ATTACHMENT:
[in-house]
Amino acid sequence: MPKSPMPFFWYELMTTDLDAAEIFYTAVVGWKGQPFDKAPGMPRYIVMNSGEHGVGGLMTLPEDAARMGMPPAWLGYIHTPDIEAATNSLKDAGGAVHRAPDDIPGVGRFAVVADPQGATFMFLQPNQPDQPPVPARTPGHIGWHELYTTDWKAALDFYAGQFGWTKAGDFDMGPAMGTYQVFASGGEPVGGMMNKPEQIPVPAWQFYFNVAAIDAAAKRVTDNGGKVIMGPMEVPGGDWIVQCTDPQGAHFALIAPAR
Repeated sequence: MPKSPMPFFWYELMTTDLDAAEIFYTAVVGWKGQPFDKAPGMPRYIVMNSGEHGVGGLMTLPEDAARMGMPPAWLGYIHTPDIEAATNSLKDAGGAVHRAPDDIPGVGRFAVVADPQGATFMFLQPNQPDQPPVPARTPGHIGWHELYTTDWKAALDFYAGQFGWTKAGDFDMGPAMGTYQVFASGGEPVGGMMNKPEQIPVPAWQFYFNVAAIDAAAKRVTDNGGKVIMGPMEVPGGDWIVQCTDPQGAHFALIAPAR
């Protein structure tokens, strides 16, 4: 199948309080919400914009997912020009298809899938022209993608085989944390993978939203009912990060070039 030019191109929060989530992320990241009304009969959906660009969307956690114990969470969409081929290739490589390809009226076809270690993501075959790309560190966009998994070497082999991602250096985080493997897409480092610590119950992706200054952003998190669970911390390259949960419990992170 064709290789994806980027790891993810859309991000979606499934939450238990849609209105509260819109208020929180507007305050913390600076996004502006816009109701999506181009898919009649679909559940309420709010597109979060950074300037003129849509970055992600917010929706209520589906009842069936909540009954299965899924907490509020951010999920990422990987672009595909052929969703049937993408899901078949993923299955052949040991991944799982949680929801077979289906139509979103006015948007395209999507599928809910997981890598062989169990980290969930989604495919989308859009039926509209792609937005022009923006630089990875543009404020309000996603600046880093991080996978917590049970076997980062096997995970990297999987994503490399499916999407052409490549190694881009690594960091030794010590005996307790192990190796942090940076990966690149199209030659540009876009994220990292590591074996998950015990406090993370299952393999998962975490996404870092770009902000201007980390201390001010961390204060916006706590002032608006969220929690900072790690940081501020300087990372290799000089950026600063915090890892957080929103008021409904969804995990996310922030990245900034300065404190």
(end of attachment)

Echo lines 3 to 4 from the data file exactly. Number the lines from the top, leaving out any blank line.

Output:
Repeated sequence: MPKSPMPFFWYELMTTDLDAAEIFYTAVVGWKGQPFDKAPGMPRYIVMNSGEHGVGGLMTLPEDAARMGMPPAWLGYIHTPDIEAATNSLKDAGGAVHRAPDDIPGVGRFAVVADPQGATFMFLQPNQPDQPPVPARTPGHIGWHELYTTDWKAALDFYAGQFGWTKAGDFDMGPAMGTYQVFASGGEPVGGMMNKPEQIPVPAWQFYFNVAAIDAAAKRVTDNGGKVIMGPMEVPGGDWIVQCTDPQGAHFALIAPAR
């Protein structure tokens, strides 16, 4: 199948309080919400914009997912020009298809899938022209993608085989944390993978939203009912990060070039 030019191109929060989530992320990241009304009969959906660009969307956690114990969470969409081929290739490589390809009226076809270690993501075959790309560190966009998994070497082999991602250096985080493997897409480092610590119950992706200054952003998190669970911390390259949960419990992170 064709290789994806980027790891993810859309991000979606499934939450238990849609209105509260819109208020929180507007305050913390600076996004502006816009109701999506181009898919009649679909559940309420709010597109979060950074300037003129849509970055992600917010929706209520589906009842069936909540009954299965899924907490509020951010999920990422990987672009595909052929969703049937993408899901078949993923299955052949040991991944799982949680929801077979289906139509979103006015948007395209999507599928809910997981890598062989169990980290969930989604495919989308859009039926509209792609937005022009923006630089990875543009404020309000996603600046880093991080996978917590049970076997980062096997995970990297999987994503490399499916999407052409490549190694881009690594960091030794010590005996307790192990190796942090940076990966690149199209030659540009876009994220990292590591074996998950015990406090993370299952393999998962975490996404870092770009902000201007980390201390001010961390204060916006706590002032608006969220929690900072790690940081501020300087990372290799000089950026600063915090890892957080929103008021409904969804995990996310922030990245900034300065404190």